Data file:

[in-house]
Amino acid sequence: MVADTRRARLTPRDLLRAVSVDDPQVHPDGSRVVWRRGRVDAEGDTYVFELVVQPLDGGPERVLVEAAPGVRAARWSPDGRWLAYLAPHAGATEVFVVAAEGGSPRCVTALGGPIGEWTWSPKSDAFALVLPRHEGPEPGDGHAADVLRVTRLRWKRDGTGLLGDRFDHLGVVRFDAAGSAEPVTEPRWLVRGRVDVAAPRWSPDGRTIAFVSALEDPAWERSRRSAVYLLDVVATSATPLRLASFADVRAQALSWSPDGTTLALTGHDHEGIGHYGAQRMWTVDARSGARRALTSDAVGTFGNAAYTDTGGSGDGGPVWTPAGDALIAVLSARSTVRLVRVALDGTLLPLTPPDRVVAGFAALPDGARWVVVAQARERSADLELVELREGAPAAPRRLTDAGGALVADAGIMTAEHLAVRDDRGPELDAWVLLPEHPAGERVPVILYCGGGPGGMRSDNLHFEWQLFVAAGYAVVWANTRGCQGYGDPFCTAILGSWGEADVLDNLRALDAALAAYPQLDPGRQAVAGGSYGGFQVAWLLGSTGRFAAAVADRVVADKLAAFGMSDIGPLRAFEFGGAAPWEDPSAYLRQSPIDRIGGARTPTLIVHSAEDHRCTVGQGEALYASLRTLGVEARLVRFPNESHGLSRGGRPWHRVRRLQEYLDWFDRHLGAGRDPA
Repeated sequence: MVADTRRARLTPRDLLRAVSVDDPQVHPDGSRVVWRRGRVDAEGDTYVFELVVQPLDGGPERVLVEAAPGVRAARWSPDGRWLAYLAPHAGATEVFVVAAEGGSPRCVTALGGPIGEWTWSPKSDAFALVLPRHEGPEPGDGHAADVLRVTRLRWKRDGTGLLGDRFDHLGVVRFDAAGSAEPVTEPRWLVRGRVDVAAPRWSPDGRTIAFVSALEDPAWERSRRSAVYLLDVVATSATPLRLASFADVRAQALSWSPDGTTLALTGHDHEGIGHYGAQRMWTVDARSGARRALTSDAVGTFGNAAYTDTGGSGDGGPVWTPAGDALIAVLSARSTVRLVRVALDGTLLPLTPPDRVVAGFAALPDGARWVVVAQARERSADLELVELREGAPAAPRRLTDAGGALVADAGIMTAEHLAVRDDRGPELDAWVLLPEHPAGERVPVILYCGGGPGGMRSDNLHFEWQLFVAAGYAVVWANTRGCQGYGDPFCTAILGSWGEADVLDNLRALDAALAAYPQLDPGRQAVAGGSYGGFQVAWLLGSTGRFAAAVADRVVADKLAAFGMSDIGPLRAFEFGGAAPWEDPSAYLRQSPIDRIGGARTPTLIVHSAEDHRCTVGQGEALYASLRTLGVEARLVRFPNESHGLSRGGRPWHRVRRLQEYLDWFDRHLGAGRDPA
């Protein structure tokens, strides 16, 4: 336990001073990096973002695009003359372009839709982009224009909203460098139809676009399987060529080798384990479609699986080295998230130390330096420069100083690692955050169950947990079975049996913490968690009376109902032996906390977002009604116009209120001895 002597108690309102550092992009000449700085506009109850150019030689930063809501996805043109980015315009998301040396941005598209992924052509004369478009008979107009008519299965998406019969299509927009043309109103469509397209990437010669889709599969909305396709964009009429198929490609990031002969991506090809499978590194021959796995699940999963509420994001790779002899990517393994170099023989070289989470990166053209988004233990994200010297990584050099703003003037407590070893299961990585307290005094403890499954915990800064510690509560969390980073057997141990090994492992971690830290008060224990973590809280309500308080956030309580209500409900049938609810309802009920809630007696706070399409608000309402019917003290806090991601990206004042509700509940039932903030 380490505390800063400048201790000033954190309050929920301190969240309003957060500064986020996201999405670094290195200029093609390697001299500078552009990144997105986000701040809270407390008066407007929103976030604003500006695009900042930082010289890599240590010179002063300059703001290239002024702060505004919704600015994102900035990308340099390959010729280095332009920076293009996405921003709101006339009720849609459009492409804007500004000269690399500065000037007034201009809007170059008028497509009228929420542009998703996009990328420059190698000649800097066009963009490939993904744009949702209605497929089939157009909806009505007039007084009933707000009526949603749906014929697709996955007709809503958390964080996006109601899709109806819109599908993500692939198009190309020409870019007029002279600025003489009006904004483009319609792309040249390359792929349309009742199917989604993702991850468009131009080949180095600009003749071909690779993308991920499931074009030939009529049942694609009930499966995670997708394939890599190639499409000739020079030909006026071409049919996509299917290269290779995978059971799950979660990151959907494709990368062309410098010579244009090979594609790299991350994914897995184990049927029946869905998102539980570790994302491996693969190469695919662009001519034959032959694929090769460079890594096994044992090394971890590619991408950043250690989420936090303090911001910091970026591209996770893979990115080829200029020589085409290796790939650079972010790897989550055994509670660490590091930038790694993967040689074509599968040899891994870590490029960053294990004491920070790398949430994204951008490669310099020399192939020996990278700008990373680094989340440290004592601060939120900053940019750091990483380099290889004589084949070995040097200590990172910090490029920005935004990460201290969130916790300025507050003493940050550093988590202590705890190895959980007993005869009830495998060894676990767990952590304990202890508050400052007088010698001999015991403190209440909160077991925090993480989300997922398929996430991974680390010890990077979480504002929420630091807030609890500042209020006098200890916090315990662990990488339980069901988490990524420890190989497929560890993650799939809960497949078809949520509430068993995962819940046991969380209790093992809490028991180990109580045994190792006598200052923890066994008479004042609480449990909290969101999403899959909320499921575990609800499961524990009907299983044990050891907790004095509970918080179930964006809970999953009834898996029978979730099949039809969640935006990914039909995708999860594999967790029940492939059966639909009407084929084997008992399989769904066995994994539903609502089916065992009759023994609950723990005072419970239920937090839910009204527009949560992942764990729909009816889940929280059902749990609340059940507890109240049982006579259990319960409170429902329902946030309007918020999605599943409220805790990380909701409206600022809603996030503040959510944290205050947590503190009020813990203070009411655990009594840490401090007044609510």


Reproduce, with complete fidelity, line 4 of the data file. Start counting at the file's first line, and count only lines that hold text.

């Protein structure tokens, strides 16, 4: 336990001073990096973002695009003359372009839709982009224009909203460098139809676009399987060529080798384990479609699986080295998230130390330096420069100083690692955050169950947990079975049996913490968690009376109902032996906390977002009604116009209120001895 002597108690309102550092992009000449700085506009109850150019030689930063809501996805043109980015315009998301040396941005598209992924052509004369478009008979107009008519299965998406019969299509927009043309109103469509397209990437010669889709599969909305396709964009009429198929490609990031002969991506090809499978590194021959796995699940999963509420994001790779002899990517393994170099023989070289989470990166053209988004233990994200010297990584050099703003003037407590070893299961990585307290005094403890499954915990800064510690509560969390980073057997141990090994492992971690830290008060224990973590809280309500308080956030309580209500409900049938609810309802009920809630007696706070399409608000309402019917003290806090991601990206004042509700509940039932903030 380490505390800063400048201790000033954190309050929920301190969240309003957060500064986020996201999405670094290195200029093609390697001299500078552009990144997105986000701040809270407390008066407007929103976030604003500006695009900042930082010289890599240590010179002063300059703001290239002024702060505004919704600015994102900035990308340099390959010729280095332009920076293009996405921003709101006339009720849609459009492409804007500004000269690399500065000037007034201009809007170059008028497509009228929420542009998703996009990328420059190698000649800097066009963009490939993904744009949702209605497929089939157009909806009505007039007084009933707000009526949603749906014929697709996955007709809503958390964080996006109601899709109806819109599908993500692939198009190309020409870019007029002279600025003489009006904004483009319609792309040249390359792929349309009742199917989604993702991850468009131009080949180095600009003749071909690779993308991920499931074009030939009529049942694609009930499966995670997708394939890599190639499409000739020079030909006026071409049919996509299917290269290779995978059971799950979660990151959907494709990368062309410098010579244009090979594609790299991350994914897995184990049927029946869905998102539980570790994302491996693969190469695919662009001519034959032959694929090769460079890594096994044992090394971890590619991408950043250690989420936090303090911001910091970026591209996770893979990115080829200029020589085409290796790939650079972010790897989550055994509670660490590091930038790694993967040689074509599968040899891994870590490029960053294990004491920070790398949430994204951008490669310099020399192939020996990278700008990373680094989340440290004592601060939120900053940019750091990483380099290889004589084949070995040097200590990172910090490029920005935004990460201290969130916790300025507050003493940050550093988590202590705890190895959980007993005869009830495998060894676990767990952590304990202890508050400052007088010698001999015991403190209440909160077991925090993480989300997922398929996430991974680390010890990077979480504002929420630091807030609890500042209020006098200890916090315990662990990488339980069901988490990524420890190989497929560890993650799939809960497949078809949520509430068993995962819940046991969380209790093992809490028991180990109580045994190792006598200052923890066994008479004042609480449990909290969101999403899959909320499921575990609800499961524990009907299983044990050891907790004095509970918080179930964006809970999953009834898996029978979730099949039809969640935006990914039909995708999860594999967790029940492939059966639909009407084929084997008992399989769904066995994994539903609502089916065992009759023994609950723990005072419970239920937090839910009204527009949560992942764990729909009816889940929280059902749990609340059940507890109240049982006579259990319960409170429902329902946030309007918020999605599943409220805790990380909701409206600022809603996030503040959510944290205050947590503190009020813990203070009411655990009594840490401090007044609510």